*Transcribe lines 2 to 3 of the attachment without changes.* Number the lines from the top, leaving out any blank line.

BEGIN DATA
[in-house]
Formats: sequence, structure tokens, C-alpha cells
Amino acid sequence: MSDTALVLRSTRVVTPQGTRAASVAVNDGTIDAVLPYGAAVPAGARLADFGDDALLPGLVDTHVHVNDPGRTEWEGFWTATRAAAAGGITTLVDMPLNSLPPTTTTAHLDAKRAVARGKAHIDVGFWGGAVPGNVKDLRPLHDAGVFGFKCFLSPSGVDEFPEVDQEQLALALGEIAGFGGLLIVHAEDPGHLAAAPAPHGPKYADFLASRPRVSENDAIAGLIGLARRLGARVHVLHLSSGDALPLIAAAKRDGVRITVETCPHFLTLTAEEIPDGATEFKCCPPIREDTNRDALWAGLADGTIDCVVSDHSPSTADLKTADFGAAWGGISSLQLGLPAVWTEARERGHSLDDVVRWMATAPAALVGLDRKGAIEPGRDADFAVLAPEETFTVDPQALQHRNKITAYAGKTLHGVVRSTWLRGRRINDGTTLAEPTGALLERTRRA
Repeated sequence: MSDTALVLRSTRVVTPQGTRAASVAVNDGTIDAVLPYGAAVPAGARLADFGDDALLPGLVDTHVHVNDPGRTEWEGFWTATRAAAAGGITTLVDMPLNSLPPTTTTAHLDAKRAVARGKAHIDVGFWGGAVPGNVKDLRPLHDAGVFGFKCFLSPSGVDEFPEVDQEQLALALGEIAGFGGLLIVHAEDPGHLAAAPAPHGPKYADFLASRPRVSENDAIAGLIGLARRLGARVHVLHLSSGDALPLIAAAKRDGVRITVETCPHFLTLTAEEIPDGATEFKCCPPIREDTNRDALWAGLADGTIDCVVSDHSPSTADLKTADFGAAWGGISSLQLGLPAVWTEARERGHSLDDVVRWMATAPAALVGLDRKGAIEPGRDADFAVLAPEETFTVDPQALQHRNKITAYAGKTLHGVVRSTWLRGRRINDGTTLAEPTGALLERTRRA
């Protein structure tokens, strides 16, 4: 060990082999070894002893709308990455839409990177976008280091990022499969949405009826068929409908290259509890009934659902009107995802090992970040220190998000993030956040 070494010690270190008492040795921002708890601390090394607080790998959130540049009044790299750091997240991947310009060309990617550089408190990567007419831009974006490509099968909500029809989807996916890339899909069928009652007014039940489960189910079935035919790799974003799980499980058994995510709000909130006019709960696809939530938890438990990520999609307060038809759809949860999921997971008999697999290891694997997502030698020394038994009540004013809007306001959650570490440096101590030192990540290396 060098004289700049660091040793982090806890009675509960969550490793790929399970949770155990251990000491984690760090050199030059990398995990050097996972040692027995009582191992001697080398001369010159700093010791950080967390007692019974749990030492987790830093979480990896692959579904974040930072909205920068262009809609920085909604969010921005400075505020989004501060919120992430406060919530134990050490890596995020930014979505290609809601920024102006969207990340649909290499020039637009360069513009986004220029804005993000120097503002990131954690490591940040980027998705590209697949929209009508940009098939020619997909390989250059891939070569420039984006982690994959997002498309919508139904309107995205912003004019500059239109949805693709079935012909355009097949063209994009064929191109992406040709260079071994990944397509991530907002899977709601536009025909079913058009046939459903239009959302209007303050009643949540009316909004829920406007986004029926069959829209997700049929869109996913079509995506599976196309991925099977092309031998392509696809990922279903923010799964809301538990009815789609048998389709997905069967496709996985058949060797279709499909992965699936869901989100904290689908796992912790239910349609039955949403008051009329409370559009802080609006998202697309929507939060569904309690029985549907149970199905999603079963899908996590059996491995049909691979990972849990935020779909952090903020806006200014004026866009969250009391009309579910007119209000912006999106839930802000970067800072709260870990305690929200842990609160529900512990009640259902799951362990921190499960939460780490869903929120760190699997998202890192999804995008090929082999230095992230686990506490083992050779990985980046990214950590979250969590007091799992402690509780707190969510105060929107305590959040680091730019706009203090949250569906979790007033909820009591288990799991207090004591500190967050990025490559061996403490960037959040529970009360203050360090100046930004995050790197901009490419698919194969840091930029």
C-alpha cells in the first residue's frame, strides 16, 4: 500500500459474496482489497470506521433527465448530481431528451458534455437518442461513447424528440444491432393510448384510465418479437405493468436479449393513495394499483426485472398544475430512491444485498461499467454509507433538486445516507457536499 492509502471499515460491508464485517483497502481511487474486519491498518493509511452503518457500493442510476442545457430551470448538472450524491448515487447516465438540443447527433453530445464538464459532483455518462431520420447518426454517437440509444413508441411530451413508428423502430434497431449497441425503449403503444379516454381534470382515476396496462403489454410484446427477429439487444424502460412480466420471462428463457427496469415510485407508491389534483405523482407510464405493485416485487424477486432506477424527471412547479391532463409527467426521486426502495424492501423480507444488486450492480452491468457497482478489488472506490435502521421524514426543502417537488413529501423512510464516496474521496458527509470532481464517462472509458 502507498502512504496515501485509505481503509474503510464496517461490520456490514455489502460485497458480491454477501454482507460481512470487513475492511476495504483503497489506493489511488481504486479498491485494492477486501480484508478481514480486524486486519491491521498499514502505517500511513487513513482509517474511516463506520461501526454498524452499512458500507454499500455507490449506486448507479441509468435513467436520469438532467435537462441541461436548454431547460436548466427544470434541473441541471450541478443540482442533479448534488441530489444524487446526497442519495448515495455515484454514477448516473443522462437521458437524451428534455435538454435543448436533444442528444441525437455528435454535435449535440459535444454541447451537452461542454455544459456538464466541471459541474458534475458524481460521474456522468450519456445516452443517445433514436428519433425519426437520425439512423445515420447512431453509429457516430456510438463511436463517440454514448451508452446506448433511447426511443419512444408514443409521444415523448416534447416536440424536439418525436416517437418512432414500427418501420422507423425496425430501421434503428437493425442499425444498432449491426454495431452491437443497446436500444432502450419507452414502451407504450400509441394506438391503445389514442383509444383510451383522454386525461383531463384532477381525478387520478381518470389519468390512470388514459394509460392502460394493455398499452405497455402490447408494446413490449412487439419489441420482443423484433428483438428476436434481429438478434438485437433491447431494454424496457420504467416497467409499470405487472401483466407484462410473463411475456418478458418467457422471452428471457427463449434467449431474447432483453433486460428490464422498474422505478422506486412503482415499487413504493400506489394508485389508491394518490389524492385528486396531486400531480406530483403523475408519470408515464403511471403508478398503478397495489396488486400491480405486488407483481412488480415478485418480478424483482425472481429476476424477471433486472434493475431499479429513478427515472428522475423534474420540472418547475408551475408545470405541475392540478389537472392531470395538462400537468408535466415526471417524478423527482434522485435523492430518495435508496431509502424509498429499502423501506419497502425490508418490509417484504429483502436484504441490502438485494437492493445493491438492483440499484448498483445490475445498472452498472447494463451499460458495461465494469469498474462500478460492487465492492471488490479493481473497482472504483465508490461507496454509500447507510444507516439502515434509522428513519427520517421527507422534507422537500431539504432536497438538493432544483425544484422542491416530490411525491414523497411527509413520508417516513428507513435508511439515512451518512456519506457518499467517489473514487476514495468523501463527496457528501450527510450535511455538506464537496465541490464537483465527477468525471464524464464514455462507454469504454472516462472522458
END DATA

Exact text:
Formats: sequence, structure tokens, C-alpha cells
Amino acid sequence: MSDTALVLRSTRVVTPQGTRAASVAVNDGTIDAVLPYGAAVPAGARLADFGDDALLPGLVDTHVHVNDPGRTEWEGFWTATRAAAAGGITTLVDMPLNSLPPTTTTAHLDAKRAVARGKAHIDVGFWGGAVPGNVKDLRPLHDAGVFGFKCFLSPSGVDEFPEVDQEQLALALGEIAGFGGLLIVHAEDPGHLAAAPAPHGPKYADFLASRPRVSENDAIAGLIGLARRLGARVHVLHLSSGDALPLIAAAKRDGVRITVETCPHFLTLTAEEIPDGATEFKCCPPIREDTNRDALWAGLADGTIDCVVSDHSPSTADLKTADFGAAWGGISSLQLGLPAVWTEARERGHSLDDVVRWMATAPAALVGLDRKGAIEPGRDADFAVLAPEETFTVDPQALQHRNKITAYAGKTLHGVVRSTWLRGRRINDGTTLAEPTGALLERTRRA